Preparing For a Job Interview

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Anxiety about an upcoming job interview is normal. Everyone is uneasy about being scrutinized and judged. Nerves are compounded by fear of the unknown. You can ease your nerves by knowing what to expect in the interview and by being prepared.

1.1 Before the Interview
You will need to do a number of things before going for an interview.
1) Do your homework.


Make full use of the resources around you. Find out as much as you can about the company with which you are interviewing. Search the Internet, find newspaper or magazine articles about the company or ask anyone who works or has worked with the company. Inform yourself about the company’s latest projects and other statistics. Being informed about the company will enable you to feel more confident about the interview. Some interviewers will ask you questions about the company to see if you made an effort to learn about your prospective employer.

2) Know your destination.
Confirm the interview date, time and venue. Certain companies have more than one branch, so do not assume that the interview will be held at the company’s main branch. Call and reconfirm. If the location of the venue is a considerable distance from your home, make an effort to go to the location using the transportation means that you will use the day of the interview, and determine how long the journey takes. Familiarize yourself with the landmarks near the venue so that you will not be lost on the interview day.

3) Take care with your appearance.
Get a haircut if you think you need one. Determine what you will wear, including any accessories, and make plans to buy proper clothes or accessories if you will need them. Be sure to shower and shave. For men with facial hair, trim so that the facial hair looks well-groomed. If you wear perfume or aftershave, wear something with a light scent. Do not forget to clip your fingernails. Female candidates with long hair should keep it tied in a ponytail or a bun. If you have short hair, make sure it looks neat. A little makeup and accessories are fine, just don’t overdo it. Consider breath mints to avoid bad breath.

4) Know the dress code.
The appropriate dress code depends on the nature of the job itself. For creative fields like art and design, music, advertising and public relations, you may be allowed to dress less conservatively. However, fields like law, accounting, finance, and banking usually require you to dress more conservatively.
Conservative colors are black, blue, brown and grey. Men should wear a light-colored shirt (white is best). Pants should be in any of the conservative colors; black and blue are the common choices. Men should avoid wearing jewelry.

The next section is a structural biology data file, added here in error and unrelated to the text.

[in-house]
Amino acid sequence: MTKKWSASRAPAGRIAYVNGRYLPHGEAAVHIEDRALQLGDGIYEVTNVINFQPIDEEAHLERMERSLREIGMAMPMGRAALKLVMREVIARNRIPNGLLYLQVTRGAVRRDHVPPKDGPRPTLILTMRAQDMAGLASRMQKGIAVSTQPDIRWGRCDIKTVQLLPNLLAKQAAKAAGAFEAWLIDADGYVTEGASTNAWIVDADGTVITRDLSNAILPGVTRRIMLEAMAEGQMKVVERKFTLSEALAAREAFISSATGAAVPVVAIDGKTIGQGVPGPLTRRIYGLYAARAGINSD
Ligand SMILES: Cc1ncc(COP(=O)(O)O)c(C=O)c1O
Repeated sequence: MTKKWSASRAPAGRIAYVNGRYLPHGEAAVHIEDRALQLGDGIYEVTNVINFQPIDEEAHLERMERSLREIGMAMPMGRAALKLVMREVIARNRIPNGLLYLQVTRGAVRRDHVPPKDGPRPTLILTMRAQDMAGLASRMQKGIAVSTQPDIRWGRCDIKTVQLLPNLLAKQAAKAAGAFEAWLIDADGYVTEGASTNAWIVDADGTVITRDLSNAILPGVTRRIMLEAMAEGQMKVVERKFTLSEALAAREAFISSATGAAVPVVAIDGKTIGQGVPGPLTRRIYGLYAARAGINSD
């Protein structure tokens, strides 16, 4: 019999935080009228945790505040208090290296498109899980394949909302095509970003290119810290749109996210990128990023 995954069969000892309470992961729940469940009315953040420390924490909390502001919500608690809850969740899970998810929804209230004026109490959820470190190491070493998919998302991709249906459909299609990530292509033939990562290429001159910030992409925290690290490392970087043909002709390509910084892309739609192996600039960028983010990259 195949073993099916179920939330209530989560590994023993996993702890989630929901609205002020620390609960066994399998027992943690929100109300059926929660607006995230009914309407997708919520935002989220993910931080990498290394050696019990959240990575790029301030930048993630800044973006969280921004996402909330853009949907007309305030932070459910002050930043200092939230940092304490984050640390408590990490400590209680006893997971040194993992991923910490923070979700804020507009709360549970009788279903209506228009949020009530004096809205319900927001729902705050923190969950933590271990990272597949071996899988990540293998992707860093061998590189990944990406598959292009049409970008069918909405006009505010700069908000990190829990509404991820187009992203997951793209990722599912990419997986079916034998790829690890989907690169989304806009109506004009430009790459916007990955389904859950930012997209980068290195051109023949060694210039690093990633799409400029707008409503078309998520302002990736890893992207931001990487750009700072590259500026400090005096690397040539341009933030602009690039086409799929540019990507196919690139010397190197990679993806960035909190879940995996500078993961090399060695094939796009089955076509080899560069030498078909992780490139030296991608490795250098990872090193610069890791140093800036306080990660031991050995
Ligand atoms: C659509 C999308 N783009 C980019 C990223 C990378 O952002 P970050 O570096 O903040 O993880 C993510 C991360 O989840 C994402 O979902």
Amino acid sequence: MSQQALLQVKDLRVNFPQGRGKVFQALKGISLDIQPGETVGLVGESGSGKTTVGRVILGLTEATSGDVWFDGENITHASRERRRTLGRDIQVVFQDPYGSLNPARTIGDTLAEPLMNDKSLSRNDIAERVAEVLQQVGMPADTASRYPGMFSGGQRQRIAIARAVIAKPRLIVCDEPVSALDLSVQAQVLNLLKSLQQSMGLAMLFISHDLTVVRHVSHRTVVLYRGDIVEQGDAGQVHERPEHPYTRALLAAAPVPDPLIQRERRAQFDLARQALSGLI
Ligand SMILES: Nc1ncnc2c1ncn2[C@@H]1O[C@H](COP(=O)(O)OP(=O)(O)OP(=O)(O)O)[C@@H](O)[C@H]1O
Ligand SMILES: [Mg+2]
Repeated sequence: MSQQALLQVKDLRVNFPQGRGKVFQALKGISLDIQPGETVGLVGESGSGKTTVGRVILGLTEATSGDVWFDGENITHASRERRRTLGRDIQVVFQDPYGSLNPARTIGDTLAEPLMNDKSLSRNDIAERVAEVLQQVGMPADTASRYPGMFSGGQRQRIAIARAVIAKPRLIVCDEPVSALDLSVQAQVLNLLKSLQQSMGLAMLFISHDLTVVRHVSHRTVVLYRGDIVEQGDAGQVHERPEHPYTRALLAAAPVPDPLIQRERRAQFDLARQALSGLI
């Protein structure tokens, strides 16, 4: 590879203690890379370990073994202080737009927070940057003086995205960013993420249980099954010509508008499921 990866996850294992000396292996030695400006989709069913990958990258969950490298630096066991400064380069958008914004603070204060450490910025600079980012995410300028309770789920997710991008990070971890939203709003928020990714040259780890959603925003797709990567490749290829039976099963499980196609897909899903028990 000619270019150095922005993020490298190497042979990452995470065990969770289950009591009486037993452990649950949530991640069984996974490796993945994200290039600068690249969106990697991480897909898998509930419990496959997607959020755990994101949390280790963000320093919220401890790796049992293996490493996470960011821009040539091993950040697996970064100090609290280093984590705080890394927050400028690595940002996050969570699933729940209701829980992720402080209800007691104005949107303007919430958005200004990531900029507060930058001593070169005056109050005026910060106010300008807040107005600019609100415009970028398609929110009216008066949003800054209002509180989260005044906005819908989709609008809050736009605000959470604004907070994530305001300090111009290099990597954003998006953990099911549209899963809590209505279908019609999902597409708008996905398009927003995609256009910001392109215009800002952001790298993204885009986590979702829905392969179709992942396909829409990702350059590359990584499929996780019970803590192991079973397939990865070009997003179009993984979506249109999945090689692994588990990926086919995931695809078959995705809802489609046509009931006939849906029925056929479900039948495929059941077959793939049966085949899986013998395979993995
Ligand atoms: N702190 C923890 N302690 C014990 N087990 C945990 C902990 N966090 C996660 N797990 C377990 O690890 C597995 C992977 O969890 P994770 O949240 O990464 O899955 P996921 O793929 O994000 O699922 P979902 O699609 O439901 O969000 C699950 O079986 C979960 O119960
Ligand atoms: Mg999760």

For women, a blouse worn with a knee-length skirt or a suit is ideal. Avoid bright-colored or tight clothes. It is advisable for women to wear light-colored nylons, as they are considered work attire.

5) Interview preparations.
Practice a mock interview with a friend. Acting out an interview will give you practice answering questions. You can also record the mock interview using a tape recorder, video camera or cell phone camera. By watching yourself in the video, you will be able to assess your weaknesses and correct or avoid them during the actual job interview.
1.2 The Interview Day
Bear these points in mind the day of the interview:
1) Be punctual.
Arrive 15 to 30 minutes earlier than the interview time. This will give you some extra time to calm yourself if you feel nervous.

2) Courtesy counts.
Be courteous and congenial to everyone. Remember that not only the interviewer but also the receptionist and everyone else who sees you before and after the job interview will judge you. Everything you do will be noticed: how you sit, how you talk, how you look and what you read. Introduce yourself to the receptionist and wait to be invited to sit.

3) What to bring:
  • A clear holder or a file to keep copies of résumés, original and copies of relevant certificates, relevant work samples
  • A notebook and a pen
  • Tissue or handkerchief to wipe sweaty palms
  • Breath mints to be taken before the interview
4) What not to bring:
  • Any kind of gadget, such as an mp3 player
  • Cell phone—make sure that it is turned off or is on silent/vibrate mode if you need to bring it along
  • Food or drink
  • Cigarettes or chewing gum
5) Overcome your nervousness.
Ease your nerves by taking deep breaths and counting slowly from 1 to 10. Remember that people will never know that you are nervous if you don’t show it. Acting confident also helps to bring out the real confidence in you.
2.0 Ten Important Job Interview Tips
1) First impression
    Greet the interviewer confidently. Extend your hand, look the person directly in the eye and introduce
     yourself. ''I’m pleased to meet you, Ms./Mr. Y. I’m X.''
2) The handshake
    A firm handshake is important. A firm handshake sends a nonverbal message of poise and
    self-assurance.

3) Breaking the ice
    Take your seat only after the interviewer invites you to do so. It is fine to make small talk to break the ice.

4) Body language and eye contact